Load data before loading Component in Angular

September 1, 2019
by Rahil Shaikh
  • featured

In some scenarios, you might want to load some data from an API or async call before you render your component. We can make use of the Angular resolver feature provided in Angular Router to achieve that.

In this Angular tutorial, we will use the route resolver to load some data and inject it into the component before rendering it.

Without saying a thing further let’s just start the implementation.

Note. We are using Angular 8 for this tutorial.

Setup

Start a new angular app …

ng new resolve-tutorial

Once the app is created let’s create a new component and also add routing.

ng g c dashboard
ng generate module app-routing --flat --module=app

This will generate a component named dashboard for us and the second command will add the routing module.

Now, let’s add our routes.

import { NgModule } from '@angular/core';
import { CommonModule } from '@angular/common';
import { Routes, RouterModule } from '@angular/router';
import { DashboardComponent } from './dashboard/dashboard.component';

const routes: Routes = [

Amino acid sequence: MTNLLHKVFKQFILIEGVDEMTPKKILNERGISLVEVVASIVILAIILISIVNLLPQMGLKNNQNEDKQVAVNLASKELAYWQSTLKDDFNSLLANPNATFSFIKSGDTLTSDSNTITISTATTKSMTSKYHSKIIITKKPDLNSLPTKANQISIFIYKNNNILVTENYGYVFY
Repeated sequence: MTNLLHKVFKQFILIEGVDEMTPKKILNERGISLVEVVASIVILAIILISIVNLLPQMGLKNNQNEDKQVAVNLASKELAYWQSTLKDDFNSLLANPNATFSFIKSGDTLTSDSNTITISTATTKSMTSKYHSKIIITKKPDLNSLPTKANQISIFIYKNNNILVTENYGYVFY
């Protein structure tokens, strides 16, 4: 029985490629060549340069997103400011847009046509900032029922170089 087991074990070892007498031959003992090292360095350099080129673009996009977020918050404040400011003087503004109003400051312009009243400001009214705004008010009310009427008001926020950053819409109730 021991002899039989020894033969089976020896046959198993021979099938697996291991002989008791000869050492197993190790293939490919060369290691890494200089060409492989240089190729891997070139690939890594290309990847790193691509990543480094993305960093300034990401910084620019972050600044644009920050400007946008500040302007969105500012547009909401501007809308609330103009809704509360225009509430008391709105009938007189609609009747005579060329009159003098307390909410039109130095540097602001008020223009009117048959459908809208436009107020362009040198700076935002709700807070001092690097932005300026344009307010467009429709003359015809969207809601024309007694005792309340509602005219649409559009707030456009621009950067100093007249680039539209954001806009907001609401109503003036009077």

{
    path: 'dashboard',
    component: DashboardComponent
  },
  {
    path: '',
    redirectTo: 'dashboard',
    pathMatch: 'full'
  }
]

@NgModule({
  declarations: [],
  imports: [
    CommonModule,
    RouterModule.forRoot(routes)
  ],
  exports: [RouterModule]
})
export class AppRoutingModule { }

Finishing the basic setup by adding the AppRoutingModule to the imports of the main App Module and placing router-outlet in app.component.html

app.module.ts
...
..
imports: [
    ...,
    AppRoutingModule,
    ...,
  ],
..
...
app.component.html
<!--The content below is only a placeholder and can be replaced.-->
<div style="text-align:center">
  <h1>
    Welcome to resolve tutorial!
  </h1>
  <img width="300" alt="Angular Logo" src="data:image/svg+xml;base64,PHN2ZyB4bWxucz0iaHR0cDovL3d3dy53My5vcmcvMjAwMC9zdmciIHZpZXdCb3g9IjAgMCAyNTAgMjUwIj4KICAgIDxwYXRoIGZpbGw9IiNERDAwMzEiIGQ9Ik0xMjUgMzBMMzEuOSA2My4ybDE0LjIgMTIzLjFMMTI1IDIzMGw3OC45LTQzLjcgMTQuMi0xMjMuMXoiIC8+CiAgICA8cGF0aCBmaWxsPSIjQzMwMDJGIiBkPSJNMTI1IDMwdjIyLjItLjFWMjMwbDc4LjktNDMuNyAxNC4yLTEyMy4xTDEyNSAzMHoiIC8+CiAgICA8cGF0aCAgZmlsbD0iI0ZGRkZGRiIgZD0iTTEyNSA1Mi4xTDY2LjggMTgyLjZoMjEuN2wxMS43LTI5LjJoNDkuNGwxMS43IDI5LjJIMTgzTDEyNSA1Mi4xem0xNyA4My4zaC0zNGwxNy00MC45IDE3IDQwLjl6IiAvPgogIDwvc3ZnPg==">
</div>
<h2>Load Route ...</h2>
<router-outlet></router-outlet>

Run ng serve to see if everything is in place.

Using Resolve to Inject data

Now let’s create a service that would return us data asynchronously. We will use setTimeout function to simulate an asynchronous call to an API server.

data.service.ts
import { Injectable } from '@angular/core';
import { Observable } from 'rxjs';

@Injectable({
  providedIn: 'root'
})
export class DataService {
  user = {
    name: 'Mason',
    age: 19,
    profession: 'Footballer'
  }
  constructor() { }

  getData(): Observable<any>{
    return new Observable((o)=>{
      setTimeout(()=>{
        o.next(this.user);
      }, 1000)
    })
  }
}